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In New Orleans, Friends Respond As Virus Claims A Zulu King

A line of cars with friends and family, who could not attend the funeral for Larry Hammond due to the coronavirus pandemic, pass by his family and their home to pay their respects, in New Orleans, Wednesday, April 22, 2020. Honking, waving and…
A line of cars with friends and family, who could not attend the funeral for Larry Hammond due to the coronavirus pandemic, pass by his family and their home to pay their respects, in New Orleans, Wednesday, April 22, 2020. Honking, waving and…

If he had died in a normal time, Larry Arthur Hammond would have had a funeral befitting a Zulu king, with more than a thousand mourners in the church and marching in second-line parades celebrating a mainstay of New Orleans Mardi Gras royalty.

Instead, only 10 people were allowed into the funeral parlor, his widow grieving from a socially distanced chair while family and friends strained to hear through cell phones on speaker mode.

Hundreds of close-knit members of his century-old parade group and African American fraternity were prevented from honoring one of their leaders, weeks after he died of COVID-19.

It seemed cruel, how this virus that summoned them to mourn was keeping them apart. The masks his wife and daughter wore to protect each other muffled their weeping. Nobody could see a smile; nobody could hug.

"Only having 10 family members was so hurting to me because we have such a large, loving family," said his wife, Lillian Hammond.

But improvisation is integral to the jazz culture of New Orleans, and improvise they did.

After the funeral, scores of cars and trucks passed the Hammond home as the family sat in chairs on their front lawn, still dressed in their funeral attire. A police escort led the procession.

Honking, waving and calling to his family, drivers and passengers showed their respect and love for the 2007 king of the Zulu Social Aid and Pleasure Club, a retired postal worker and Air Force veteran who tutored, mentored and provided Christmas presents through Omega Psi Phi.

"I was so pleased. I was amazed. I was excited and not just excited for my family, but excited for Larry, because their procession, that motorcade was him," Lillian Hammond said.

The Zulu club, as with African Americans nationwide, has been particularly hard-hit by this virus, to which humans have no natural immunity. At least eight of its 800 members have died of COVID-19, according to its board chairman, City Councilman Jay H. Banks. African Americans represent more than 56% of Louisiana's 1,670 coronavirus deaths, the state public health department reported Sunday.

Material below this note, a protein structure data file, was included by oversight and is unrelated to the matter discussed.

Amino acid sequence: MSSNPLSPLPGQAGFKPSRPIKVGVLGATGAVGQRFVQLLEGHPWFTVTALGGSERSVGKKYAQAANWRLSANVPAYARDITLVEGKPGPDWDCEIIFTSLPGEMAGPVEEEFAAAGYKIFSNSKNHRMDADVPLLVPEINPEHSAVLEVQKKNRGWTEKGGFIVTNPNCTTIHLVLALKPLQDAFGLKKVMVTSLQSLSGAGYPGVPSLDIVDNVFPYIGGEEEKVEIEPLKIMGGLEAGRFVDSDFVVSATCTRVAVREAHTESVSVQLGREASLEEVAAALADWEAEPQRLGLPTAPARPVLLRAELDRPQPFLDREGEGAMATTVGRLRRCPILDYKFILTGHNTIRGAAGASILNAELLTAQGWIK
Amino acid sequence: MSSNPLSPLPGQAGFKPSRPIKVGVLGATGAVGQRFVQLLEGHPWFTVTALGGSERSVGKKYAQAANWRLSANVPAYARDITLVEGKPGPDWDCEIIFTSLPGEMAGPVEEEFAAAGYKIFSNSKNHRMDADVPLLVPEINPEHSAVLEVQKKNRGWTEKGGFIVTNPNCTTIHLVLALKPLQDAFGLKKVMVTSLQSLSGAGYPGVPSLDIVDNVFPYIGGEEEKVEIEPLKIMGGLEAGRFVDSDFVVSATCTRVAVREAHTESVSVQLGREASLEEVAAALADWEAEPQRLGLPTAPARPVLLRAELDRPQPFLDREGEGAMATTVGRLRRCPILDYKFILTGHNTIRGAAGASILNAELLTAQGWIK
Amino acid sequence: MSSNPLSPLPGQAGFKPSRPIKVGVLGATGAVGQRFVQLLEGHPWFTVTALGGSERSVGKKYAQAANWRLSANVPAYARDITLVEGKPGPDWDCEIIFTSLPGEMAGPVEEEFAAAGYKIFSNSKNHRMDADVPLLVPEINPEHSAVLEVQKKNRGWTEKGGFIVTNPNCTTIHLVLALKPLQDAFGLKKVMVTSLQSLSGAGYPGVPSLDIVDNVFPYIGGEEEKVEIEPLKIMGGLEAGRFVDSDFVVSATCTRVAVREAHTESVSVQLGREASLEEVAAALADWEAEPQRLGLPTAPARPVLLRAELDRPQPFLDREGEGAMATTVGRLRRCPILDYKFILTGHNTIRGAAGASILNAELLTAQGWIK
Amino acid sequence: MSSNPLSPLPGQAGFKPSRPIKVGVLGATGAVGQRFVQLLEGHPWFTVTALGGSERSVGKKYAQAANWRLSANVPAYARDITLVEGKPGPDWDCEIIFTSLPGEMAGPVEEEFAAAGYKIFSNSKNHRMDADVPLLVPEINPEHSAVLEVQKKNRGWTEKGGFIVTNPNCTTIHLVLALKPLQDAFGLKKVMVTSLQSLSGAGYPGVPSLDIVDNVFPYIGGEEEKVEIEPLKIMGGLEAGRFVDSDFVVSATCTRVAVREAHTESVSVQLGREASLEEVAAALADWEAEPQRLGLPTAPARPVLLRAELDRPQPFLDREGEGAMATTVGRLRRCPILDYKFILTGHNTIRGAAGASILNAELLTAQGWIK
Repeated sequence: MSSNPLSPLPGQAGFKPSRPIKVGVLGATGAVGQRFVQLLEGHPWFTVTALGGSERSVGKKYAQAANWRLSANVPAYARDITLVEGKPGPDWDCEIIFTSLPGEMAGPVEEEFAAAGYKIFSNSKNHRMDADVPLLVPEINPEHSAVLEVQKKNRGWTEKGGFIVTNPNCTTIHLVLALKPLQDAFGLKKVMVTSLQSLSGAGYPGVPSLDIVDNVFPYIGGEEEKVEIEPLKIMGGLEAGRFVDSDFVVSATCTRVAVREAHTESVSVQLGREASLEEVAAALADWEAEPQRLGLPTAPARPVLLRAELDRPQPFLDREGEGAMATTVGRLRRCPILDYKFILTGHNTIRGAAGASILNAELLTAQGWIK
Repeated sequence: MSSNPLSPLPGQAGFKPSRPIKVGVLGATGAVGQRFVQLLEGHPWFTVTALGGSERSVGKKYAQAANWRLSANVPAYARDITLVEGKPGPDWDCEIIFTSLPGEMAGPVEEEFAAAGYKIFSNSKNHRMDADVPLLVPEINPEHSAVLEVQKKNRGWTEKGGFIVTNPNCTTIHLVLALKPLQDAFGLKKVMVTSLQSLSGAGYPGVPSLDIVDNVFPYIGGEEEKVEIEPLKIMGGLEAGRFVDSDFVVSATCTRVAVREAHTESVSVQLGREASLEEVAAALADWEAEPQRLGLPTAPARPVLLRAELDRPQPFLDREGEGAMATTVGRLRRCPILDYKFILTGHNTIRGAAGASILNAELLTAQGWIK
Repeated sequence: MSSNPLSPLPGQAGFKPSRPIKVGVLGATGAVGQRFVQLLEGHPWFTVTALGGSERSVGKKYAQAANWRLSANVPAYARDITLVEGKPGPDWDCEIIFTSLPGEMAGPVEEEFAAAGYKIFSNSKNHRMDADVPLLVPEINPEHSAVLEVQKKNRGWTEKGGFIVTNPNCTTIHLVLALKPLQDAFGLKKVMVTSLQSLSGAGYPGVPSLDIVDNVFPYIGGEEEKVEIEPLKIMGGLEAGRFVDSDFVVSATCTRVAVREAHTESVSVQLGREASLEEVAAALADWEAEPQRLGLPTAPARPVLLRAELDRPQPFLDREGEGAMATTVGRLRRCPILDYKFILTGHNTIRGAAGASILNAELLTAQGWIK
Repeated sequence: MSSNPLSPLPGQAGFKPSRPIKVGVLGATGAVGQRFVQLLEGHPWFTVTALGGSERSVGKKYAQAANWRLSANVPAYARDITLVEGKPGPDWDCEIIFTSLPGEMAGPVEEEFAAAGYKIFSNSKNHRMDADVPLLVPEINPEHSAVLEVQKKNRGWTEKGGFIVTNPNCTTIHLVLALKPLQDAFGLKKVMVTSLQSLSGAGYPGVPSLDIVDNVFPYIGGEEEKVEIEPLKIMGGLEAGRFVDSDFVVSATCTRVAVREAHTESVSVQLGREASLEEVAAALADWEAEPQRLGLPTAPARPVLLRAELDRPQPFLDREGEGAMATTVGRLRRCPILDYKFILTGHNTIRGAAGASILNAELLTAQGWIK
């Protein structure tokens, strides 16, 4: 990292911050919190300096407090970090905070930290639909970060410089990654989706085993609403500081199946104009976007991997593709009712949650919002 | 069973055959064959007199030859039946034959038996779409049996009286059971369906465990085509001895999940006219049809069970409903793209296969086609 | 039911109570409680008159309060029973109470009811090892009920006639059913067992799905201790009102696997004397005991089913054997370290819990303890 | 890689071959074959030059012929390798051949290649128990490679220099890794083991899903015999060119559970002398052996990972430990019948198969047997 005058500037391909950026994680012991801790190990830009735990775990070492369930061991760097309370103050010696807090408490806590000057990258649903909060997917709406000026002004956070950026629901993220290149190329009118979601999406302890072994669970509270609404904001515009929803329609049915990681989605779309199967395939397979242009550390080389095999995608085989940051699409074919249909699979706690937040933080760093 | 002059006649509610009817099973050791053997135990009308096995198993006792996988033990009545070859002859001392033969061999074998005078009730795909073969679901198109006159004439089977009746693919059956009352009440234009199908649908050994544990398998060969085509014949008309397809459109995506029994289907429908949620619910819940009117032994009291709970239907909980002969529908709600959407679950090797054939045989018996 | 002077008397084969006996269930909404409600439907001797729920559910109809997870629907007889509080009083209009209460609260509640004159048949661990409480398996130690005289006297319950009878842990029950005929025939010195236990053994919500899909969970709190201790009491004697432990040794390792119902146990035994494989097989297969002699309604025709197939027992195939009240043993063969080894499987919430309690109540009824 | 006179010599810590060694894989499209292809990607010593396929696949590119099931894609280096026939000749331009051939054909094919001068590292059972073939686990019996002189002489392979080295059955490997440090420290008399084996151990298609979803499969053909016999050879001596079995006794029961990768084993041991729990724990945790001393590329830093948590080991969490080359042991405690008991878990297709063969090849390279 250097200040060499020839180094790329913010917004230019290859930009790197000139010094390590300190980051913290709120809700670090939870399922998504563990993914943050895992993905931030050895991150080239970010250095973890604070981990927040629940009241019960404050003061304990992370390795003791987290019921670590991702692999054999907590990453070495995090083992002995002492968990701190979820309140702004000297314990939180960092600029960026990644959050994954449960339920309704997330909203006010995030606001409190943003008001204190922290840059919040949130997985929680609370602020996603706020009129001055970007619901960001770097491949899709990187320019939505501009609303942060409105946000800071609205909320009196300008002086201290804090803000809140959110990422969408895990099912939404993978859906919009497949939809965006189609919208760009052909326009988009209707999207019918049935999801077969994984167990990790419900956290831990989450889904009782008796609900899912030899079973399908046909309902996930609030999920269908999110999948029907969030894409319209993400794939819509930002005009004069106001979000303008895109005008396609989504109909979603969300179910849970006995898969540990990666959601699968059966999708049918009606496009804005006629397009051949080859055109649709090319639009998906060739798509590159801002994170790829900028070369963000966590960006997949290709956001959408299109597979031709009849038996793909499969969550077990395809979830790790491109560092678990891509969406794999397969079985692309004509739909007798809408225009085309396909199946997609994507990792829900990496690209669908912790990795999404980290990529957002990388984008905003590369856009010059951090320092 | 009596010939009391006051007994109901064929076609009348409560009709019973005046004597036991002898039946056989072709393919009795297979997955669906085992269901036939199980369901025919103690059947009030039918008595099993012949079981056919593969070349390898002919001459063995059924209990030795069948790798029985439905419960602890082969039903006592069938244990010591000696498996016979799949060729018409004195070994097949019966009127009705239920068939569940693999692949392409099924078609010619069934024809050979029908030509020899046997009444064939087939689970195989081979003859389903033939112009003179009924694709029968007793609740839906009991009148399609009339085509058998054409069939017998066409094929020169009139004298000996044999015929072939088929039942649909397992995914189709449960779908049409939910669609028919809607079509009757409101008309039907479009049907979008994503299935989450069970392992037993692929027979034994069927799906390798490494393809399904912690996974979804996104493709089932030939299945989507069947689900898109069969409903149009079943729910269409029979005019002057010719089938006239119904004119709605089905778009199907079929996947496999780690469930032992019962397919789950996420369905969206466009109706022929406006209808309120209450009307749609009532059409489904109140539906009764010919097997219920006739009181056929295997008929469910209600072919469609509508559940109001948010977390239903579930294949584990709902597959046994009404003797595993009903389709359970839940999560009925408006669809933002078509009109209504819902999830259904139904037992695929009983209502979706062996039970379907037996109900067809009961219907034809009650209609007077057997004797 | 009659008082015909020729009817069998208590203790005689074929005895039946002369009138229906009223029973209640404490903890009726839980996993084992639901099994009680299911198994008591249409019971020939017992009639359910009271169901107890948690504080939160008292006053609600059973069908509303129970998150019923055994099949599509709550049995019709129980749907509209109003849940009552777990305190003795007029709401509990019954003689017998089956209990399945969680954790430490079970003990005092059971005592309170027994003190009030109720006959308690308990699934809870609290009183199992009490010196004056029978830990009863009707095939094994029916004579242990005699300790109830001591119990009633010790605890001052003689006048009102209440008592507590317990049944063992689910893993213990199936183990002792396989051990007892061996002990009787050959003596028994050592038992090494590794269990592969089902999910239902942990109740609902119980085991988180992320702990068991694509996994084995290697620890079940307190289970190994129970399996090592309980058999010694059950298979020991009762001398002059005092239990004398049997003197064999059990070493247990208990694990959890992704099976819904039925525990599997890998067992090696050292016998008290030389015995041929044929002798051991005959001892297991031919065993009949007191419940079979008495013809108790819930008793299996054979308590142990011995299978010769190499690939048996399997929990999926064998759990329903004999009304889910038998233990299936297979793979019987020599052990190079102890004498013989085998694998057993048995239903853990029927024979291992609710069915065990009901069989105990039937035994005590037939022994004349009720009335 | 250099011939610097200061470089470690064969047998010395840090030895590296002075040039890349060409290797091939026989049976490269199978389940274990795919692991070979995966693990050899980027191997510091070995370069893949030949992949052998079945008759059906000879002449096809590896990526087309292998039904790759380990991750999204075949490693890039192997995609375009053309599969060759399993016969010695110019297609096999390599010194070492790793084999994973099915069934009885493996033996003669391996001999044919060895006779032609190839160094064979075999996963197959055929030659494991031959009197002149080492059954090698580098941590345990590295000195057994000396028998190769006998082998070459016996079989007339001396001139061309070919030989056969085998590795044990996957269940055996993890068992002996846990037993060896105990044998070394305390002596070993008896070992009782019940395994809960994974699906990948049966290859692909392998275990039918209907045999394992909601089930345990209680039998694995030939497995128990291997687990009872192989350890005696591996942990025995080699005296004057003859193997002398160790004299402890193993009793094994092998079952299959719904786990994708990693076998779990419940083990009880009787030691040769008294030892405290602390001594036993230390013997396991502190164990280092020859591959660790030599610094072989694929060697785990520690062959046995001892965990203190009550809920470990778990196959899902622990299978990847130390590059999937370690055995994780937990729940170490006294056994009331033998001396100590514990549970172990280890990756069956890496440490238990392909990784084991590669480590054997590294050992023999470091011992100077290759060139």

Larry Hammond, 70, died on March 31. If not for the pandemic, which delayed his funeral until April 22, he would have received "past-king" honors, with massive second-line tributes organized by the Zulus and his fraternity brothers, marching behind his casket with brass bands playing dirges and then breaking out into Dixieland jazz, celebrating his ascension to heaven.

"There would have been thousands of people there, I can say that without qualification," said Banks, who dressed in crisp white for the procession because he was King Zulu in 2016. "It's the funeral of a king, you don't get any higher than that."

The loneliness of the sparse funeral parlor seemed grievous by comparison.

Lillian Hammond's daughter, wearing a cloth mask and protective blue gloves, embraced her as she wept. Beside his open casket, an easel bore his portrait, wearing his white king suit. Another portrait was in the waiting area, with a bottle of hand sanitizer and a sign: "Please sanitize your hands before signing the guest book."

"I am so happy that Larry's in a better place," Lillian Hammond said. "I want to say to all of you, we don't know what's going on with this coronavirus but please take it serious. And make sure that every day that you say something about the Lord and bless your family."

It was a much warmer setting in their front yard that afternoon, where Lillian, her daughter Nicole and her sister Lori Adams were joined by his granddaughter, Kailyn Hammond Gouch. People in cars and trucks rolled slowly by for about 15 minutes, waving, calling out and holding handmade signs and memorabilia.

Hammond said she recognized people from Zulu, the fraternity, the neighborhood, the school where her husband tutored students for standardized tests, and from outside the New Orleans area. As the last car drove past, the family applauded.

Barry Hammond said his brother was a giver who saw the value in helping others and bringing people together. He hopes Americans will reach similar conclusions, since the pandemic has shown that we're all human beings first, undivided by race or politics.

"We are all in this together. Corona has proven this," he said. "My prayer is the virus causes us to reunite as a country."